Here's How American Students Can Stay Safe While Studying Abroad

Following the Brussels attacks, there's a growing movement to teach kids how to stay safe in Europe.

As fear spreads across Europe, parents of American college students studying abroad are getting concerned about their kids' safety.

Read: Mom of Twins is First Confirmed Victim of Brussels Attacks

One mother, Shari, has a 21-year-old daughter, Jolie, who's studying in Paris. She has no plans to come home despite the terror attacks.

“I'm terrified," Shari said. "I feel sick to my stomach because my youngest child is studying abroad and, although she is an adult, she is my child."

But her daughter said: “This is something that's been in my life plan for a very long time. I won't ever get to do this again.”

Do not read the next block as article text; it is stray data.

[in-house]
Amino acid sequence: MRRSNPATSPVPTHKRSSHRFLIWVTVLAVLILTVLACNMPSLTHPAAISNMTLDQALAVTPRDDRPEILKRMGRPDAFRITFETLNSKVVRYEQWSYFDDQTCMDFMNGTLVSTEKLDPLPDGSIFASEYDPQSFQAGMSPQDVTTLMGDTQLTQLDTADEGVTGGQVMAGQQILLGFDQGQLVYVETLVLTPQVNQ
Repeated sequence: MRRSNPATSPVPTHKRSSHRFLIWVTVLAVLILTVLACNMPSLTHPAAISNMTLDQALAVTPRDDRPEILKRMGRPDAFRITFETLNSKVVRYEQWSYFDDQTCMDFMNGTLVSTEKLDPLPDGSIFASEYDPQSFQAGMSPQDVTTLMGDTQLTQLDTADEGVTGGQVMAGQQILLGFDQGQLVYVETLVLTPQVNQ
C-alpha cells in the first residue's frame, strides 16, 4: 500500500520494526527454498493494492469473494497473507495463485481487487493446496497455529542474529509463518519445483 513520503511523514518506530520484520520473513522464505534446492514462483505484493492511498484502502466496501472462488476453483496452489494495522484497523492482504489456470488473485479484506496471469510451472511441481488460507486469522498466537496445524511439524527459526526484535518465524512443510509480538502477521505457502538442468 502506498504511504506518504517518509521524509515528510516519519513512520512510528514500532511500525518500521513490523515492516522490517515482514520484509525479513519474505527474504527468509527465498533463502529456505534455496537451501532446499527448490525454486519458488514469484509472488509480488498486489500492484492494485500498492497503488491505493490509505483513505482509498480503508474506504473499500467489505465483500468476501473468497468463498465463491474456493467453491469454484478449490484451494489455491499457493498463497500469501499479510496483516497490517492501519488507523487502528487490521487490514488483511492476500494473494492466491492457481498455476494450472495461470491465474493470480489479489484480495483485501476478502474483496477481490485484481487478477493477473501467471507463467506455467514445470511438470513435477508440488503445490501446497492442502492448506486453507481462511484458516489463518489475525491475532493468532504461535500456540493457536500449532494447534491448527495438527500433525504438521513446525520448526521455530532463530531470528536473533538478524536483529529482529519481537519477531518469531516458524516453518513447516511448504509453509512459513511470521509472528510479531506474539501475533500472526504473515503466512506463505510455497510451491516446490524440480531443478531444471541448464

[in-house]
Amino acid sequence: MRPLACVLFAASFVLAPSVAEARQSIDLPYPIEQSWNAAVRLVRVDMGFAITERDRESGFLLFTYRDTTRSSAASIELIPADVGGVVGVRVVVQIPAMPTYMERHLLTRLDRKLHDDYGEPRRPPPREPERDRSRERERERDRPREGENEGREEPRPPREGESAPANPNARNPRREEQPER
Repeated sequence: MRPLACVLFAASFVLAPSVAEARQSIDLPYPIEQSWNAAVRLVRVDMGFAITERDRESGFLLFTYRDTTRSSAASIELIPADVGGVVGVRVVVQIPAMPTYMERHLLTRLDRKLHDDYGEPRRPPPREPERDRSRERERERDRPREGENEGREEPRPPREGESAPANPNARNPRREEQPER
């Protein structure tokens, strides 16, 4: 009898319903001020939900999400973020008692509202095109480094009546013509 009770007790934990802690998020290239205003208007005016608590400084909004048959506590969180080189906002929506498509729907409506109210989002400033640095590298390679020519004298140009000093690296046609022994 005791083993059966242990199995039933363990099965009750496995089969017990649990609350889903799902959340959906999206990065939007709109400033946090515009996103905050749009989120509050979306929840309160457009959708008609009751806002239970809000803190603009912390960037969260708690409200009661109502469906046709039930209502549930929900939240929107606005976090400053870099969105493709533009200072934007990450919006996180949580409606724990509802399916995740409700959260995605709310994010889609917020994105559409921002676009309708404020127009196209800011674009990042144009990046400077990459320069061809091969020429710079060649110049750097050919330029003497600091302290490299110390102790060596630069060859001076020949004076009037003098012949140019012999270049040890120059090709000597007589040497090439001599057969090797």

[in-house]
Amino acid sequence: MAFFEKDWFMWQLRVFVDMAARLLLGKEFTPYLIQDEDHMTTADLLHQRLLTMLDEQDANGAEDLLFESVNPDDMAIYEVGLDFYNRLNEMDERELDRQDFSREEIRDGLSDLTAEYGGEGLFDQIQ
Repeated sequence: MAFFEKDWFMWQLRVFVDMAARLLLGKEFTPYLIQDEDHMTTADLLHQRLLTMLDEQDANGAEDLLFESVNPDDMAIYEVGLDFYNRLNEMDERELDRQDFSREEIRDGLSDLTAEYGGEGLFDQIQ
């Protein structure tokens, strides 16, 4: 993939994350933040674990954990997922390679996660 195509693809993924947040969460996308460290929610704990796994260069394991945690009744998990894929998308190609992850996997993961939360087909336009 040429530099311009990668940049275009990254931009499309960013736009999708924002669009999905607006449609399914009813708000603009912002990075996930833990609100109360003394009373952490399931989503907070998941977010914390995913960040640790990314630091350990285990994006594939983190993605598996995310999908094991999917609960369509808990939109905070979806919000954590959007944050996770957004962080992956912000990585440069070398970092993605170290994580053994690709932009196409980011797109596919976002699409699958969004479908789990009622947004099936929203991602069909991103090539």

There's now a growing movement to teach American kids how to stay safe while living in Europe.

Security expert Steve Kardian showed INSIDE EDITION how to stay safe.

One of his tips: spend as little time at airports as possible.

“Check your bag at the curb and make sure you print your boarding pass," he said. "Have your passport and ID ready and get on the line directly into security.

"Don't wait on that long lengthy line for people who are checking their luggage. That's where the masses are, that's where bad things might happen."

Another tip: be on the lookout for anything suspicious.

“Watch for people that look out of place,” he said.

Read: Tributes Pour In For Those Lost in Brussels Tragedy

Another tip: don't travel during rush hour because terrorists target large crowds.

But safety tips don't let Shari sleep any easier.

“I’m counting the days until she comes home,” she said.

Click here for more information from the FBI on students' safety and security studying abroad.

Watch: How You Can Be Prepared if a Terrorist Attack Occurs During Your Commute